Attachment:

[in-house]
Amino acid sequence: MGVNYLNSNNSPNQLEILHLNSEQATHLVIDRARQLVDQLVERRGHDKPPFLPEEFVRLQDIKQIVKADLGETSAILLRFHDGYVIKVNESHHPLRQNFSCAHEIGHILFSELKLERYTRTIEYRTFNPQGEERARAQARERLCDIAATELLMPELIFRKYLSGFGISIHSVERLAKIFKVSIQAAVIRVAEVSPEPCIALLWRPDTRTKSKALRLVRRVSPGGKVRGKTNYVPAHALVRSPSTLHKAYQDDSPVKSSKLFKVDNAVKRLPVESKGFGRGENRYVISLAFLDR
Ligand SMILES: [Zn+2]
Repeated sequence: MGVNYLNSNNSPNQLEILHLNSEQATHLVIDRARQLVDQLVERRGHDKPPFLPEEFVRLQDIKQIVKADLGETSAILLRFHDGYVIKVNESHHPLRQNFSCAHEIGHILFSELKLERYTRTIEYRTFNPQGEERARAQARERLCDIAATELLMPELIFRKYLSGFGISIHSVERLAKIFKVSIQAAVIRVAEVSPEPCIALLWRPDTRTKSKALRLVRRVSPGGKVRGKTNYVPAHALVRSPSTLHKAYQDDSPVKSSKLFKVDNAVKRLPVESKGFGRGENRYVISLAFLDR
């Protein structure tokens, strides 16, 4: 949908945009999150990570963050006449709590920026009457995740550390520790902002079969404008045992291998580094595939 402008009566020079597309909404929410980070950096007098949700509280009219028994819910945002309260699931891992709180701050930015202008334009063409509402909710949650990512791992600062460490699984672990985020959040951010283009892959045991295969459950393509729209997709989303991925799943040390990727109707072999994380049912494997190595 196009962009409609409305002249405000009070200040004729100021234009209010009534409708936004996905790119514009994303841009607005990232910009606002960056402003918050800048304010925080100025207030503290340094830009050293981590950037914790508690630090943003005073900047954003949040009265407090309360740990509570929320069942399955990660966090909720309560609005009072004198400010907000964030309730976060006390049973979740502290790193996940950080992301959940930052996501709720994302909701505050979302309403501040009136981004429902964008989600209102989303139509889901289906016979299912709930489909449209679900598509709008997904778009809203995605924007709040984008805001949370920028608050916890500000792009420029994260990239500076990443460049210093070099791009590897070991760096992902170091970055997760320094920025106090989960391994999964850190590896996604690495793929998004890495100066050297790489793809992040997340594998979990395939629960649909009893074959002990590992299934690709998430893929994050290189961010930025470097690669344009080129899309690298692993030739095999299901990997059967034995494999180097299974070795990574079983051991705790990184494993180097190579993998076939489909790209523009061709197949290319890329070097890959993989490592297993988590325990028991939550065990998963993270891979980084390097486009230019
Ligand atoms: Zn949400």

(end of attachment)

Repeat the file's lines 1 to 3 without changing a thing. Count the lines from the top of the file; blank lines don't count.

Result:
[in-house]
Amino acid sequence: MGVNYLNSNNSPNQLEILHLNSEQATHLVIDRARQLVDQLVERRGHDKPPFLPEEFVRLQDIKQIVKADLGETSAILLRFHDGYVIKVNESHHPLRQNFSCAHEIGHILFSELKLERYTRTIEYRTFNPQGEERARAQARERLCDIAATELLMPELIFRKYLSGFGISIHSVERLAKIFKVSIQAAVIRVAEVSPEPCIALLWRPDTRTKSKALRLVRRVSPGGKVRGKTNYVPAHALVRSPSTLHKAYQDDSPVKSSKLFKVDNAVKRLPVESKGFGRGENRYVISLAFLDR
Ligand SMILES: [Zn+2]